PORTLAND, Ore.—Two Portland area men are facing federal charges today for running a local drug trafficking organization responsible for making and distributing hundreds of thousands of counterfeit Oxycodone pills containing fentanyl.
James Dunn, Jr., 61, of Milwaukie, Oregon, and Joshua Clay Wilfong, 50, of Vancouver, Washington has been charged by criminal complaint with conspiring with one another and others to manufacture, distribute, and possess with intent to distribute fentanyl and possessing with intent to distribute fentanyl.
According to court documents, in May 2021, law enforcement officials from Homeland Security Investigations (HSI), FBI, the Clackamas County Interagency Task Force (CCITF), and the Clark County Sheriff’s Office began investigating a drug trafficking organization allegedly run by Dunn and Wilfong that was responsible for manufacturing and distributing hundreds of thousands of counterfeit Oxycodone pills containing fentanyl in the greater Portland Metropolitan Area.
The investigation revealed that Dunn purchased fentanyl in Mexico and smuggled it into the U.S. for use as an active ingredient in counterfeit prescription pills. Dunn would give the fentanyl to Wilfong who would produce the pills in a makeshift laboratory he maintained inside a storage unit in Vancouver. On October 12, 2022, Wilfong and Dunn were arrested while they were negotiating the sale of more than 300,000 fentanyl pills.
Investigators executed a search warrant on Wilfong’s storage unit and found a pill press and laboratory equipment covered in suspected fentanyl powder. Investigators later learned Wilfong and Dunn routinely sold hundreds of thousands of fentanyl pills in single transactions and sold an average of 10,000 pills a week.
Dunn and Wilfong made their initial appearances in federal court today before U.S. Magistrate Judge Jolie A. Russo. They were ordered detained as a flight risk and danger to the community pending further court proceedings.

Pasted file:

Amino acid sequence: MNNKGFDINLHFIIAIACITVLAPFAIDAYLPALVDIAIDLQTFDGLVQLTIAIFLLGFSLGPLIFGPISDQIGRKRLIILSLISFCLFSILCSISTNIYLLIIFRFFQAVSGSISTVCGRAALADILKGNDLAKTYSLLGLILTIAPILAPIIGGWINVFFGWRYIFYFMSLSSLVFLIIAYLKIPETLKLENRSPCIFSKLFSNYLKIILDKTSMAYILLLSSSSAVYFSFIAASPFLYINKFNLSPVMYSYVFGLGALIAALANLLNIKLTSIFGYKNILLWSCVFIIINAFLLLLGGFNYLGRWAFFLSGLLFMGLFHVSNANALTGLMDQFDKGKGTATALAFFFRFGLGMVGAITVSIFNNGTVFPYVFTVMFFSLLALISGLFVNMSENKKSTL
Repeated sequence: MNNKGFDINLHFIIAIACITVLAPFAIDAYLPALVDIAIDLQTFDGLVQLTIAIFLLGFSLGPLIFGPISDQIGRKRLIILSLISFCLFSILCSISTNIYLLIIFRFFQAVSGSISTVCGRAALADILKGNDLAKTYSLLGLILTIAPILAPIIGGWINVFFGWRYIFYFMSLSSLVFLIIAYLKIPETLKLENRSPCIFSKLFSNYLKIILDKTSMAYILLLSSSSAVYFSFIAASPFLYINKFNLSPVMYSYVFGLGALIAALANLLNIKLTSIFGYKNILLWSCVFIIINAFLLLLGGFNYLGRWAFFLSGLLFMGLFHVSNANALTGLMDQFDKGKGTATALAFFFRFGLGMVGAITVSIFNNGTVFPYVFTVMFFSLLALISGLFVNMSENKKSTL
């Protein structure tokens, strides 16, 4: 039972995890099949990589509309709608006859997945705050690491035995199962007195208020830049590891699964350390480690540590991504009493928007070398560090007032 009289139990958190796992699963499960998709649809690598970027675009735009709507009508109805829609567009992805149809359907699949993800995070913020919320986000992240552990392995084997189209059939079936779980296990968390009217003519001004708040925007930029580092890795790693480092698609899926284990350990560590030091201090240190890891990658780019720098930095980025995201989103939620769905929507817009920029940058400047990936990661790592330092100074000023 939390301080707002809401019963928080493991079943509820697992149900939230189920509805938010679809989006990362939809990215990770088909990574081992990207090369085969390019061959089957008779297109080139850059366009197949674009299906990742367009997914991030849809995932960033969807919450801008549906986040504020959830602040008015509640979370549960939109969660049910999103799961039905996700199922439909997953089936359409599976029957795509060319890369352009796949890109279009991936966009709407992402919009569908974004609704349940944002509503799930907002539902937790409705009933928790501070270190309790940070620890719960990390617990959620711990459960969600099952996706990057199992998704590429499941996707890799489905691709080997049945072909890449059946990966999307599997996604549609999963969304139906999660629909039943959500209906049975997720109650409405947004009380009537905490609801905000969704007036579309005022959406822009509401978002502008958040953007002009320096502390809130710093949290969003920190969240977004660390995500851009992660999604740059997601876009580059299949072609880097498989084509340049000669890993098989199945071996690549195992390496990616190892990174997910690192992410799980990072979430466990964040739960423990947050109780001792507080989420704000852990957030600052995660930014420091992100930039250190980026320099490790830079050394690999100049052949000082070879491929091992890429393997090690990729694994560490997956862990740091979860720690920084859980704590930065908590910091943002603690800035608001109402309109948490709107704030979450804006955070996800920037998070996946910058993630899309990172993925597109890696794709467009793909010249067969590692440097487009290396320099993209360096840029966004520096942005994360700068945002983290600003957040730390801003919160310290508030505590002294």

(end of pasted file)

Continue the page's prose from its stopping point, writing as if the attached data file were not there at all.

This case is being investigated by HSI, FBI, CCITF, and the Clark County Sheriff’s Office. Scott Kerin, Assistant U.S. Attorney for the District of Oregon, is prosecuting the case.
A criminal complaint is only an accusation of a crime, and defendants are presumed innocent unless and until proven guilty.
CCITF, led by the Clackamas County Sheriff’s Office, works to disrupt and dismantle drug trafficking organizations operating in Clackamas County, and reduce illegal drugs and related crimes throughout the community. The task force is comprised of members of the Clackamas County Sheriff’s Office, Canby Police Department, Oregon State Police, HSI, and FBI.
This case is part of an Organized Crime Drug Enforcement Task Forces (OCDETF) investigation. OCDETF identifies, disrupts, and dismantles the highest-level drug traffickers, money launderers, gangs, and transnational criminal organizations that threaten the United States by using a prosecutor-led, intelligence-driven, multi-agency approach that leverages the strengths of federal, state, and local law enforcement agencies against criminal networks.
Fentanyl is a synthetic opioid 80 to 100 times more powerful than morphine and 30 to 50 times more powerful than heroin. A 3-milligram dose of fentanyl—a few grains of the substance—is enough to kill an average adult male. The availability of illicit fentanyl in Oregon has caused a dramatic increase in overdose deaths throughout the state.